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RE: Review of draft finding on URNs, Namespaces and Registries

From: <Avoid@gmail>
Date: Tue, 15 Aug 2006 08:55:20 -0300
Message-ID: <001101c6c061$b2fd4020$338c31c8@enterprise>
To: <www-tag@w3.org>

David Booth writes:

>> a. In the first paragraph, I don't it's correct to say
>> that http URIs use "a hierarchical syntax for distinguishing
>> resources which share the same owner".  The syntax is just
>> the syntax specified in RFC3986.  Whether URIs within a
>> domain are treated as being hierarchical would depend on
>> the policies of the domain owner, wouldn't they?  I don't
>> think there is inherently anything hierarchical about the
>> URI syntax, though it often is convenient to treat it as
>> hierarchical.

David Orchard answers:

> 2396 etc. say that the path is hierarchical.  Period.  There are rules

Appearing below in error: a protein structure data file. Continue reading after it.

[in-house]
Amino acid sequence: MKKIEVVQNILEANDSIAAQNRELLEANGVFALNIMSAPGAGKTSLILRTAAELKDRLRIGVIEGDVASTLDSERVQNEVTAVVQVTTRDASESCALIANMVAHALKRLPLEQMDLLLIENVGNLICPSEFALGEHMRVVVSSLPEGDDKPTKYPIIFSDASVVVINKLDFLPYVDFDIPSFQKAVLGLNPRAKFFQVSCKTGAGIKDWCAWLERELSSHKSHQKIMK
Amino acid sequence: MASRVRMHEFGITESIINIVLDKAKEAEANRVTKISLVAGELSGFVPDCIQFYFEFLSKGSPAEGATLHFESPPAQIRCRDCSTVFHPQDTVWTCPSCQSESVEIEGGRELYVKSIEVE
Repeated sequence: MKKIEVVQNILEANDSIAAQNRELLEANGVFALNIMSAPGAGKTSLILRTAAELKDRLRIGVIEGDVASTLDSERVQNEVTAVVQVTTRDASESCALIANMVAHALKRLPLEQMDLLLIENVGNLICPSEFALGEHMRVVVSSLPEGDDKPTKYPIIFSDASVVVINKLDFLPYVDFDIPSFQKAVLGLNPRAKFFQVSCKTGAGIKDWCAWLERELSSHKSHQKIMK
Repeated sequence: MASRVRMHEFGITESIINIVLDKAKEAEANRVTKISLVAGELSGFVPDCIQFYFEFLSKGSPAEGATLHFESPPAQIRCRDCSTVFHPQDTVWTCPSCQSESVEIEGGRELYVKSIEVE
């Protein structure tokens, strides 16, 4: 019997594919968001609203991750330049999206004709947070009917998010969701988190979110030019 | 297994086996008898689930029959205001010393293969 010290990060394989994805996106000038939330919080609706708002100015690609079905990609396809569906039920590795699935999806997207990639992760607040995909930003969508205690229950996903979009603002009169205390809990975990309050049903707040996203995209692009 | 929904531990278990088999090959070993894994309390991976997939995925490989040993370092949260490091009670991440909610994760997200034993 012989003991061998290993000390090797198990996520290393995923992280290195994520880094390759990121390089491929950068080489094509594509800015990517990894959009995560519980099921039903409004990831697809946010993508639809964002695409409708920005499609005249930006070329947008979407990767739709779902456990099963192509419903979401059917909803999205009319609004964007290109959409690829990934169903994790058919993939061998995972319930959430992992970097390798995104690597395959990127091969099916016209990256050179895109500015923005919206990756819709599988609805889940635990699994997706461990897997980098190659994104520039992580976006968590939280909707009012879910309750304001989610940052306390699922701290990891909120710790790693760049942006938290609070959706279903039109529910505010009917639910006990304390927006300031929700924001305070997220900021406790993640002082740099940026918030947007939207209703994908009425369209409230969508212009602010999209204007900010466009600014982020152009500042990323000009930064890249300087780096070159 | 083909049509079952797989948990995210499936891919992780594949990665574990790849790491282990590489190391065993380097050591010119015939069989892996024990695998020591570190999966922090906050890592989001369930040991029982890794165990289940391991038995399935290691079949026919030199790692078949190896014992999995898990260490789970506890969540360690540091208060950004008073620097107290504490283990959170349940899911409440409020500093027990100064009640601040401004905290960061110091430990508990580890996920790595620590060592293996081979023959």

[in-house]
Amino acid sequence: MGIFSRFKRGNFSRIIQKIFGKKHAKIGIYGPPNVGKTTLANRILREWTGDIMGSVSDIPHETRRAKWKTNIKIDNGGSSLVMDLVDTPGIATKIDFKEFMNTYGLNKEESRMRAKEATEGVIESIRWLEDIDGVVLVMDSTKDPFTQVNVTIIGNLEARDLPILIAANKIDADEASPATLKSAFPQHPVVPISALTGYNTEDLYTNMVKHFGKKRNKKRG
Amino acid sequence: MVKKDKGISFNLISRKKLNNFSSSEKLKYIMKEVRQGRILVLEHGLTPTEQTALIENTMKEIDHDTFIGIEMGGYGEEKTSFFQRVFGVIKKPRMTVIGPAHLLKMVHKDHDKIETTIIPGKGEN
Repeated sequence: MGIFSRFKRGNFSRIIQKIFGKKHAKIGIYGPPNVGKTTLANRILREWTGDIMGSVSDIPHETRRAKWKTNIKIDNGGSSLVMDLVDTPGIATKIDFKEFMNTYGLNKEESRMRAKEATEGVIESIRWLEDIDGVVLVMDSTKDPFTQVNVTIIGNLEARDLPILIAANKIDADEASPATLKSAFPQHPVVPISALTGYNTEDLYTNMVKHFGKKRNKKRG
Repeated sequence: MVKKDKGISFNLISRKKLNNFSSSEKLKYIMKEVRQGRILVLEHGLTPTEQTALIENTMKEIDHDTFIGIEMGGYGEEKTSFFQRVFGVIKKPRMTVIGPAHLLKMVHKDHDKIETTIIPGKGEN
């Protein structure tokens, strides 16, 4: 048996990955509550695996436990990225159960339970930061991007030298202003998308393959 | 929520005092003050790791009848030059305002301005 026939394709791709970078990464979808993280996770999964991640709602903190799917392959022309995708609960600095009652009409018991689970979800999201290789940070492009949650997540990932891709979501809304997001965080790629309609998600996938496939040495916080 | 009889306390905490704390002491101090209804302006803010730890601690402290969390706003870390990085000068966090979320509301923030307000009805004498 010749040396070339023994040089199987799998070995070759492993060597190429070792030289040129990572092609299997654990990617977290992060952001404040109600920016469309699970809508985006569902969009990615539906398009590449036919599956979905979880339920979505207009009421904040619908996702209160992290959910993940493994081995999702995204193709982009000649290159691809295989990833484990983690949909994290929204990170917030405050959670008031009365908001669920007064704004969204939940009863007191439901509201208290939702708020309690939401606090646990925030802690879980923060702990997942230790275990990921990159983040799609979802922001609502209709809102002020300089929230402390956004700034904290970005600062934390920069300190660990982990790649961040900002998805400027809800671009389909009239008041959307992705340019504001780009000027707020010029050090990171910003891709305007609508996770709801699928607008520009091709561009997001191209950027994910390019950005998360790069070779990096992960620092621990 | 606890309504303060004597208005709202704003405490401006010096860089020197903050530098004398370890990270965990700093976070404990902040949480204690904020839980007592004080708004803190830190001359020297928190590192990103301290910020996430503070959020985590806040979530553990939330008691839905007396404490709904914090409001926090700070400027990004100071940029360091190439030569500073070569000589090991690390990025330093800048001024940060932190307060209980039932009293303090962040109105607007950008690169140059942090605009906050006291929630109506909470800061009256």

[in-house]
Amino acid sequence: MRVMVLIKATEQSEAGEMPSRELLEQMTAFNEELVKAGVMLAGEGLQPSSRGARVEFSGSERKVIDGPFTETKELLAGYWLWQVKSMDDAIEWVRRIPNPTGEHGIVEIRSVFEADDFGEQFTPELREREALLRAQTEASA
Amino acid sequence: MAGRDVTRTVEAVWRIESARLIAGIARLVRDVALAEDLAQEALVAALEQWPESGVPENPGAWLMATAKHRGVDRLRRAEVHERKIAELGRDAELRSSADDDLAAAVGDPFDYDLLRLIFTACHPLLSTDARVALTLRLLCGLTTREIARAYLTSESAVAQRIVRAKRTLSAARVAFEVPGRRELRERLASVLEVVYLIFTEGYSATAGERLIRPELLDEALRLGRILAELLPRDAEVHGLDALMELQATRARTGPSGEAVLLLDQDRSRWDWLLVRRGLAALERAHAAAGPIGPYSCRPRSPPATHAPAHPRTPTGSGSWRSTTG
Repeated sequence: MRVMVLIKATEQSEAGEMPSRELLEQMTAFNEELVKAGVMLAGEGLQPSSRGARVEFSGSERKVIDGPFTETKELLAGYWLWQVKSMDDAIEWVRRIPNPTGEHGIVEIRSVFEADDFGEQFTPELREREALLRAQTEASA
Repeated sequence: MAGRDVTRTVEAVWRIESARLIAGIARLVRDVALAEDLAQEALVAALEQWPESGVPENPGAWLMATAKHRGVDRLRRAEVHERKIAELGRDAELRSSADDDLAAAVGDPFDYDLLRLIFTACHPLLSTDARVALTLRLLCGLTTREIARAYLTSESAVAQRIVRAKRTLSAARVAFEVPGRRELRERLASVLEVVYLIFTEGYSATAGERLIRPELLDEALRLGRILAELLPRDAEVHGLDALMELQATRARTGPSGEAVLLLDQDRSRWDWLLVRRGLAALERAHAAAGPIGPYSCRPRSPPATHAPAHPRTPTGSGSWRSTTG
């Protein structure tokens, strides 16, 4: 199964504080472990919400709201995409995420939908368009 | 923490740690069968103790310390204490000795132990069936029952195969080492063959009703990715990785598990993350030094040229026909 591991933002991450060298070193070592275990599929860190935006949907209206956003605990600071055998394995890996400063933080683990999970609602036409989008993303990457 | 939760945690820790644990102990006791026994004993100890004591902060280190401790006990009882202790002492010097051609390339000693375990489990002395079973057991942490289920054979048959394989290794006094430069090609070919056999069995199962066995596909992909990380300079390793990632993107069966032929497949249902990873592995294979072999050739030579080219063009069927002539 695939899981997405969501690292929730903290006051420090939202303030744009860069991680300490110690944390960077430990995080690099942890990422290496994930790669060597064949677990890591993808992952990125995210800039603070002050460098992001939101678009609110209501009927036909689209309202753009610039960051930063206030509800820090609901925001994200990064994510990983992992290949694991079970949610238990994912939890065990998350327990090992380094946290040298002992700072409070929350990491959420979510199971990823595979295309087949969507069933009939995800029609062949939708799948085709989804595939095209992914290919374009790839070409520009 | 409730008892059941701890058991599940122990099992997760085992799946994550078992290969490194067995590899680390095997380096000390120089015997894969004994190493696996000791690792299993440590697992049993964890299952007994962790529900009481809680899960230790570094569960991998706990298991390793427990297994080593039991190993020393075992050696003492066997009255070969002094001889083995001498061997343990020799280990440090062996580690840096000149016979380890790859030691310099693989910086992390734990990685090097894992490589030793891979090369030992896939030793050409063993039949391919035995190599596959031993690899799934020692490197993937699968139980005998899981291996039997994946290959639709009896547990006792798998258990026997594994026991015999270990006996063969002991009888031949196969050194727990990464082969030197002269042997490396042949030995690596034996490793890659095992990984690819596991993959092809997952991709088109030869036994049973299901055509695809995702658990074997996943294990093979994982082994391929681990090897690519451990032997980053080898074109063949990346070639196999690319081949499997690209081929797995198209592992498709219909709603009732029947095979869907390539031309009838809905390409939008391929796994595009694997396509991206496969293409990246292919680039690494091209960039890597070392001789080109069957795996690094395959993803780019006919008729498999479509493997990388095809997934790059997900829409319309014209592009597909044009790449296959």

> for generating absolute URIs from relative and base uris, including
> replacement of ".." with parents.

Data Stores are coming soon to end-users. Once they arrive, users will think
in terms of "things" and "relationships", instead of "files" and "folders".
So they will think in terms of *names* instead of *adresses*, and they will
think in *flat terms* instead of *hierarchies*.

So shouldn't we, for consistency, do exactly the same with URI's? What are
exactly the reasons for people thinking of URI's as adresses instead of as
names? One is probably the word "locator" in URL. But how about their
hierarchical structure? Is that the other factor that keeps new generations
making the same mistake?

If so, shouldn't we eliminate this hierarchical thing completely? Why should
names be hierarchical, at all? Does it even make sense? And since we are at
it, if all URI's are names, and not locations...why do we still have URL's
and URN's? Shouldn't we have just one class of thing, preferably with
"names" on it?

Fernando Franco
Received on Tuesday, 15 August 2006 11:56:15 UTC

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